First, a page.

Today is A-level results day, the first since 2019 on which students are receiving results based on public exams. As predicted, the number of top grades has fallen, while the number of students who applied but have been left without a university place has risen to more than 20,000, a 46 per cent increase on last year. There are many reasons for this – competition from lucrative international students, regulators trying to control grade inflation, a backlog caused by universities over-offering – but the most persistent reason is this: our continued gambling on predicted grades.
Predicted grades are infamously inaccurate. Only 16 per cent of students actually achieve them, according to research by University College London; in 2019, 84 per cent of predicted grades were wrong, with 79 per cent of them amounting to overestimates. Teachers such as myself are put in an impossible situation and are damned if we do and damned if we don’t. If we err on the side of caution we can be accused of limiting students’ life chances, but if we are overly optimistic then students may be forced into the unmoderated, panicked frenzy that is trying to get a university place through clearing after results day.
This is further complicated by ever-fluctuating grade boundaries and the fact that more and more universities overstate their entry requirements. Many employ an “offer high but accept lower” approach; for example, a student who applies to the University of Nottingham may be offered AAB, but would be accepted even if they achieve ABB. The devaluation of grades is also exacerbated by the explosion of unconditional offers. In 2013 only around 1 per cent of students were given unconditional offers; in 2019 this was almost 38 per cent. Yet students with unconditional offers are even more likely to miss their predicted grades and are more likely to drop out in their first year, the Office for Students has found.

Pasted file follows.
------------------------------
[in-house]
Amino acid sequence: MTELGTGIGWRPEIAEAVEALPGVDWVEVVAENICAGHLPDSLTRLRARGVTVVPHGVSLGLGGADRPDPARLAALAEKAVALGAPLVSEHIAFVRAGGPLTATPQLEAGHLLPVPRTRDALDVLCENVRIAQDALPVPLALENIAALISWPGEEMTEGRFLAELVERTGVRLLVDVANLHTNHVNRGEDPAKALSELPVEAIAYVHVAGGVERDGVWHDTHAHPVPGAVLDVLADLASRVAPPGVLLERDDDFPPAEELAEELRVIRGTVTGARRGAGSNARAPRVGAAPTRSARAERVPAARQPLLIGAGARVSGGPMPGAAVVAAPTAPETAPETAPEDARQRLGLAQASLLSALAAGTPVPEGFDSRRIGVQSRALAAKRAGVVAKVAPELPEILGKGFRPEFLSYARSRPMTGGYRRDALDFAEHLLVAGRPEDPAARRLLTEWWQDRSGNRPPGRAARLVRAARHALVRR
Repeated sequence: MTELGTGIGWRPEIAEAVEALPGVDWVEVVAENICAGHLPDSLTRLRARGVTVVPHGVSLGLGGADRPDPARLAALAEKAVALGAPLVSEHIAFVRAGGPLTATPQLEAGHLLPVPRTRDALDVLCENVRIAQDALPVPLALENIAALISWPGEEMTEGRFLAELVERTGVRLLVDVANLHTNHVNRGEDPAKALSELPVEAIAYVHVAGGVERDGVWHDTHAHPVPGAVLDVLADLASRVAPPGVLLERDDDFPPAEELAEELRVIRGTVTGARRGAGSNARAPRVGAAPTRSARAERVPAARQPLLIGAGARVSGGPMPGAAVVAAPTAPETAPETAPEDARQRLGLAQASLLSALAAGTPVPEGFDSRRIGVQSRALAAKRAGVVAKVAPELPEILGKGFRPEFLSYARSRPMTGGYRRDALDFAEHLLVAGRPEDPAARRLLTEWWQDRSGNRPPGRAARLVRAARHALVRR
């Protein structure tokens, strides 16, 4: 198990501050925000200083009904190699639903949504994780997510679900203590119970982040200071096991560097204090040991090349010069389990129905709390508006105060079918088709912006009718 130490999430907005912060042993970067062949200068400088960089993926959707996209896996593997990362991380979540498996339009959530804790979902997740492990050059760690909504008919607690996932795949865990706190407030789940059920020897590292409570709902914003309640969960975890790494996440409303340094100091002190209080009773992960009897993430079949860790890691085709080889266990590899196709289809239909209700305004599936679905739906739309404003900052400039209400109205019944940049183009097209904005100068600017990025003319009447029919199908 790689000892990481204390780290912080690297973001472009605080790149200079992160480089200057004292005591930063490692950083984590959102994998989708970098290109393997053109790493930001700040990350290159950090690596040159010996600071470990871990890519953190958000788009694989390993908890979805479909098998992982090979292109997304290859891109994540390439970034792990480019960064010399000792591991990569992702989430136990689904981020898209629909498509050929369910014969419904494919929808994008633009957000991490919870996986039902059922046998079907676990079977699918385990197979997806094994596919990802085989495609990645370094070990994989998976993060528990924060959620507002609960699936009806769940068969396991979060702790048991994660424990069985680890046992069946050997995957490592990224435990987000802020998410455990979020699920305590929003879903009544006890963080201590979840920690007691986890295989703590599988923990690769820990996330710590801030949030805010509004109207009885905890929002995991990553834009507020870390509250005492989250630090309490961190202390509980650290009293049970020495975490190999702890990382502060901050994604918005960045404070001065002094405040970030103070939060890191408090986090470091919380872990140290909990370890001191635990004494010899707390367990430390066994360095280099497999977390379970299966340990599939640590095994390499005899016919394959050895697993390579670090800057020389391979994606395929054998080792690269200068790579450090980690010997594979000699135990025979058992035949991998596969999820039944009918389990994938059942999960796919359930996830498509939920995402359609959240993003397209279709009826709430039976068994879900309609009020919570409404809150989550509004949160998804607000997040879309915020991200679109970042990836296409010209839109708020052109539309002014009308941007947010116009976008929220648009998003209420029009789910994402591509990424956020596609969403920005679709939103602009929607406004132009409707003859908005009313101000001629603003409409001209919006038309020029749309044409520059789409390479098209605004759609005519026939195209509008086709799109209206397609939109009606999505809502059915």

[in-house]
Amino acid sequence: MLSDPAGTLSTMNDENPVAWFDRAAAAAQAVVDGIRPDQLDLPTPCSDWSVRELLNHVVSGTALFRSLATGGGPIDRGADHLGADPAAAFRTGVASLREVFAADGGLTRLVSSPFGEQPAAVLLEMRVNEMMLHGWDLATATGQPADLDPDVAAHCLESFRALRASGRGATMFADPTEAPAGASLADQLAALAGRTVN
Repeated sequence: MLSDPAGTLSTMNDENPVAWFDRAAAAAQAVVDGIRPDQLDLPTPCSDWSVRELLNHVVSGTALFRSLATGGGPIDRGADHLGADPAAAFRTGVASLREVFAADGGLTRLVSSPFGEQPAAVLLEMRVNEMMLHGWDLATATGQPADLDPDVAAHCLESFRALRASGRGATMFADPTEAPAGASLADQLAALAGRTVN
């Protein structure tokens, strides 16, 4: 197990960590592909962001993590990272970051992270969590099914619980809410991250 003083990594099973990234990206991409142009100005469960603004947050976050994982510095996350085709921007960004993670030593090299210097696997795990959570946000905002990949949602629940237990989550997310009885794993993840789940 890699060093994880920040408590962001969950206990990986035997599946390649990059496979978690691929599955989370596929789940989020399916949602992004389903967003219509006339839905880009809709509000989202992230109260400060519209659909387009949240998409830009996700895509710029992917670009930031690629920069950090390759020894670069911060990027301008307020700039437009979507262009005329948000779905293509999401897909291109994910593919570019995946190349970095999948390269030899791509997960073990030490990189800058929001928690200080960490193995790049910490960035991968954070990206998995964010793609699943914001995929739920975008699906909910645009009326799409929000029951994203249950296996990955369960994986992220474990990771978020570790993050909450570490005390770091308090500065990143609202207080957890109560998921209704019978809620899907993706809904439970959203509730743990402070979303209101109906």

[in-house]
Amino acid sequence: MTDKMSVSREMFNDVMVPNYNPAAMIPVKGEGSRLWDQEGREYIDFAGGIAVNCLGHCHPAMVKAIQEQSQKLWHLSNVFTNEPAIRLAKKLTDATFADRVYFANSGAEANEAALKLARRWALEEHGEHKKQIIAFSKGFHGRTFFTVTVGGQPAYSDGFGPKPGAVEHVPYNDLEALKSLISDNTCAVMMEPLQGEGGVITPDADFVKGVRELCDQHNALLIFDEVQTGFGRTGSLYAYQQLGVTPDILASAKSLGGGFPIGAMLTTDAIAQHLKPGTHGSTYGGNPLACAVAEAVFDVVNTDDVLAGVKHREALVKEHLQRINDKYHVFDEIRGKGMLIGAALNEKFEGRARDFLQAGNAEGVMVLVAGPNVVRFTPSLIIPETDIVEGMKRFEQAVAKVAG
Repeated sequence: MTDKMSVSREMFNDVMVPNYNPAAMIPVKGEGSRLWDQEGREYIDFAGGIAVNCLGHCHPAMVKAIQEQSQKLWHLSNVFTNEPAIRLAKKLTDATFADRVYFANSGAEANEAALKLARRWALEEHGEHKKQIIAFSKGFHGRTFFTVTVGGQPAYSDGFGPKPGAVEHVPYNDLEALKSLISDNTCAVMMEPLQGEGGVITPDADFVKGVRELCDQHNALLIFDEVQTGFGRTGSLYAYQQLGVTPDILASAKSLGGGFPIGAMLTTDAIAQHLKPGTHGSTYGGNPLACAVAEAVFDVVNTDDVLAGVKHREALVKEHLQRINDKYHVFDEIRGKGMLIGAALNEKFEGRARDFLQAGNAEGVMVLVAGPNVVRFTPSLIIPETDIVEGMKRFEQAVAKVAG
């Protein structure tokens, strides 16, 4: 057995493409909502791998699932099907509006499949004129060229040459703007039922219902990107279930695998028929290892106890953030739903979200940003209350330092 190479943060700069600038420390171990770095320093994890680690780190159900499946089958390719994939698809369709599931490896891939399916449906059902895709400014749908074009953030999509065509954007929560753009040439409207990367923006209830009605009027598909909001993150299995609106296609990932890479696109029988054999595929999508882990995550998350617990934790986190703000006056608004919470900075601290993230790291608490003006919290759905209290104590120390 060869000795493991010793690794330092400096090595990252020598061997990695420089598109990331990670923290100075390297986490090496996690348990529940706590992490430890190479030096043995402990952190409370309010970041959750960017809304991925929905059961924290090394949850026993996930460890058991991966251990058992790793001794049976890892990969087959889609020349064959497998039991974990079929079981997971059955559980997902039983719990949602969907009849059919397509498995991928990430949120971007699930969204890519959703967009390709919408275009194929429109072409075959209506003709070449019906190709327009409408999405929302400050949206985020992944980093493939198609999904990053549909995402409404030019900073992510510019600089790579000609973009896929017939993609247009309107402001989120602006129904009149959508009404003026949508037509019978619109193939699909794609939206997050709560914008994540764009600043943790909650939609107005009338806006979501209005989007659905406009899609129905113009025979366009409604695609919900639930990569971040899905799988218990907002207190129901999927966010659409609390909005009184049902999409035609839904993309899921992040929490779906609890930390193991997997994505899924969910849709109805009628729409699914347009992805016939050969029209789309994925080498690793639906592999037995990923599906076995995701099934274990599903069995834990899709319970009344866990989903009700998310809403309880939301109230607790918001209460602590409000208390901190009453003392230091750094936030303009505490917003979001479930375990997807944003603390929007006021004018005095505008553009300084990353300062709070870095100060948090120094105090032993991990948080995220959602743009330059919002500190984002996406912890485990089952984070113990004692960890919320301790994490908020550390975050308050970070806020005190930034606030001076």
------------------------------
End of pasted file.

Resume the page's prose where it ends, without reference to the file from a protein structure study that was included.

We also know that high-achieving disadvantaged students are more likely to be under-predicted in their grades, which means that they are ten percentage points less likely to apply to the most selective institutions.
So why are we still relying on this arcane, nonsensical system that basically turns teachers into astrologers, and asks students to make some of the most important decisions of their lives on the basis of academic horoscopes?
There are a few alternatives already being considered. The first is that students apply to universities after an earlier results day, once they know their exam grades. The second is for students to apply under the present timetable, but for offers and decisions not to be made until results day. Both would require exams to be marked much more quickly, which exam boards have resisted despite technological improvements.
The practical issues of compressing the application process in this way leads to a third alternative, recently proposed by Liz Truss: moving the start of the university year to January. Her reason for doing this – so that all students with straight A*s could be automatically invited to interview at Oxford or Cambridge – is controversial to say the least. It assumes the entire academic year should be disrupted to suit a tiny minority; it disregards contextual admissions (what about a student who has slightly lower grades because of circumstances, but much greater potential?) and also forgets that Oxford and Cambridge simply do not have the capacity to interview that many students.
Post-qualification admissions are challenging, but they are not impossible. There tends to be an institutional aversion to change in the education sector, but with some imagination and flexibility there are lots of workable options on the table which would free students from the lottery of predicted grades. Out of the 38 countries of the Organisation for Economic Co-operation and Development, we are the only one that persists with this strange system of relying on hypotheticals. Surely that tells us something in itself?